Shareholders of Century Textiles and Industries will vote on a resolution which seeks to charge shareholders for documents they seek from the company.
If approved, the company will charge “~50 per document, plus the reimbursement of actual expenses” for sending a requested document to a member.
Century Textiles is not alone. Over the next couple of weeks, Strides Shasun, Aegis Logistics, Alstom India and Wockhardt are among companies which would move the same or similarly worded resolutions at their annual general meeting (AGM).
Alstom India’s resolution had wider scope and sought to include even “incidental expenses”. “Recover expenses, including actual cost of dispatch and incidental expenses from a member requesting the desired documents,” its resolution read.
In an e-mail response, Alstom India , a GE group company said, it had received a formal request from a shareholder for taking up this resolution under Section 20 of the Companies Act, 2013 (the “Act”) at the AGM and hence, it was bound to take it up at this AGM. “Only members can decide the cost for sending documents through a particular mode. The intention is not to deter from providing information since we are also seeking approval of members for waiver of expenses in the said resolution,” the company said.
Some wanted the charges paid in advance, others to charge “estimated expenses”.
In explanatory statements, the companies cite the provision under Section 20 of the Companies Act, 2013. This section mentions the various modes such as post, registered post, speed post, personal delivery and electronic or other means. Further, it provides that if a shareholder wants the communication by a specific means, he needs to pay the fee, which shall be decided in the AGM.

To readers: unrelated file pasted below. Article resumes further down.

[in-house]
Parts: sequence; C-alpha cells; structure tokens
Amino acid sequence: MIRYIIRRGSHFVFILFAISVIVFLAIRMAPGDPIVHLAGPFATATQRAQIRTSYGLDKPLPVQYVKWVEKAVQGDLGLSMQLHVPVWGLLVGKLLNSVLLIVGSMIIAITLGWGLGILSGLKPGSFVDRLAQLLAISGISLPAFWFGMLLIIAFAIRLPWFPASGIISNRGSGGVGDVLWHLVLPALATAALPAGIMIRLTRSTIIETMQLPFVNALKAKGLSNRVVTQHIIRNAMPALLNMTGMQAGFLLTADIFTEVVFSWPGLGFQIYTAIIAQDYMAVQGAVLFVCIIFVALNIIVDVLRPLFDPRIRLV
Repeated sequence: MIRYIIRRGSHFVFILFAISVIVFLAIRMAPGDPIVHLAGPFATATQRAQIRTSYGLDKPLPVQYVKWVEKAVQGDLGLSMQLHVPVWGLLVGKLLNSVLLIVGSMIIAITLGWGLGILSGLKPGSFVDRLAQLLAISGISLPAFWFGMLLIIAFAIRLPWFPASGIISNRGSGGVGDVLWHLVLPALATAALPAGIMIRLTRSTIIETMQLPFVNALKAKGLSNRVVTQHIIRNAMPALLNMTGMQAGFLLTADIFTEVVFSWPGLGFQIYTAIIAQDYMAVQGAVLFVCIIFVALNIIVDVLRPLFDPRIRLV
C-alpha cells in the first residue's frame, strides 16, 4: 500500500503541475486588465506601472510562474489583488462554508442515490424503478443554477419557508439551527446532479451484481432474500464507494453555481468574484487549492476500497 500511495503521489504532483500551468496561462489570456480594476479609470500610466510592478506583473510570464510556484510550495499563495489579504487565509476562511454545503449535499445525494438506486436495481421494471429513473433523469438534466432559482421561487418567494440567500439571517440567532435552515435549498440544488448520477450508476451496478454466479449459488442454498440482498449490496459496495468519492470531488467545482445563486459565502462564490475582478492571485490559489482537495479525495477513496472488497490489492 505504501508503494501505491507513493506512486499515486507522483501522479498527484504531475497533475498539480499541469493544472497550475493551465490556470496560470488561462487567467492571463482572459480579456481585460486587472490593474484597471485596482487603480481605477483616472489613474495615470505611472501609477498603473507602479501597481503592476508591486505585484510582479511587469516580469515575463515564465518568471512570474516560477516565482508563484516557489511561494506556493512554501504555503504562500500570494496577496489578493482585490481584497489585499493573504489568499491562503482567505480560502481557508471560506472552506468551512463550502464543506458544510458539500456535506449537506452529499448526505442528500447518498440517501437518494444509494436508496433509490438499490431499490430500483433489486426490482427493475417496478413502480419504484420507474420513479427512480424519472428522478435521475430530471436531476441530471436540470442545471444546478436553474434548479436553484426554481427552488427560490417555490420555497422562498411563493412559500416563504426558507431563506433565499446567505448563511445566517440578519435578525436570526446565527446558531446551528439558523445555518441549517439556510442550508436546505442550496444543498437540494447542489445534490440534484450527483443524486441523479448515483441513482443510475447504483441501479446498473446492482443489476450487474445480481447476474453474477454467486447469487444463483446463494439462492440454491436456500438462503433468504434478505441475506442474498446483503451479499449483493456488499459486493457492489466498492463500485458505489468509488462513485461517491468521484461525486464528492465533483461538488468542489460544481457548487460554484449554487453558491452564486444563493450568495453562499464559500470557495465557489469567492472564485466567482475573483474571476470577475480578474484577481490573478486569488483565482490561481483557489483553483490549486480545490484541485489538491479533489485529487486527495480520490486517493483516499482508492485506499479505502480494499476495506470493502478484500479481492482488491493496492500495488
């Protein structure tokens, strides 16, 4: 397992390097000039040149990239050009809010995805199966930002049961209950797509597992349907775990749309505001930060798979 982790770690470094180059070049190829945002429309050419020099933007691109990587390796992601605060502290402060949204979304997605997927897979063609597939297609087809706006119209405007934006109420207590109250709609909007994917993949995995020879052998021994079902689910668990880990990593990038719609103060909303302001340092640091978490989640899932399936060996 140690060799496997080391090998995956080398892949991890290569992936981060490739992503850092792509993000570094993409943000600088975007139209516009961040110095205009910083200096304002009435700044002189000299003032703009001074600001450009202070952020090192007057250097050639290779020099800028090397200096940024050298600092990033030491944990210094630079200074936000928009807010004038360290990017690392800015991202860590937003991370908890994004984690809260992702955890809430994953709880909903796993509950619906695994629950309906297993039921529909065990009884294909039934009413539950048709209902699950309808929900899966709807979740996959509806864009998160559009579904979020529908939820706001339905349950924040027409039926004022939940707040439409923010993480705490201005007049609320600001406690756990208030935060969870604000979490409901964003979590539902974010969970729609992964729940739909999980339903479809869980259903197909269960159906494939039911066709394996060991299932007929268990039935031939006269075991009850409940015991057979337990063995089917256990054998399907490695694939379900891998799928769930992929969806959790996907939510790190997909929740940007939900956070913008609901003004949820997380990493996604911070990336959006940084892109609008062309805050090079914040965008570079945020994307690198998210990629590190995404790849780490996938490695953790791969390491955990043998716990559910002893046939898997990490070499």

Shareholders and activists see this as anti-investor moves but the companies see this as a measure allowed under the law to ward off shareholders who sometimes demand irrelevant and voluminous documents.
“They want to keep away shareholders like me,” chuckles Shailesh Mehta, a Mumbaibased investor who holds shares in several companies and often corresponds extensively with his portfolio companies. “Normally, dispatch charges have to be borne by the company.”
Amit Tandon of Institutional Investor Advisory Services feels the trend would act as a deterrent to shareholders seeking information. “As most companies now send annual reports by email, this is a a very anti-small shareholder act,” he said.
Other companies did not respond to Business Standard e-mails seeking comments. A public relations executive on behalf of one of the companies said many are taking this step to restrain some trouble makers, who have the habit of asking for numerous documents across multiple companies and getting into frivolous litigation. The executive added the resolutions are enabling in nature and aimed at putting into practice what has been allowed in company law.
Pavan K Vijay, managing director, Corporate Professionals, said companies are well within their rights to so charge. “Section 20 (2) of the Act allows this. There are some shareholders who have the habit of picking up a single share in multiple companies and they go on asking for irrelevant and voluminous documents. Charging the shareholders would help reduce such requests and allow the company to deal with genuine ones.”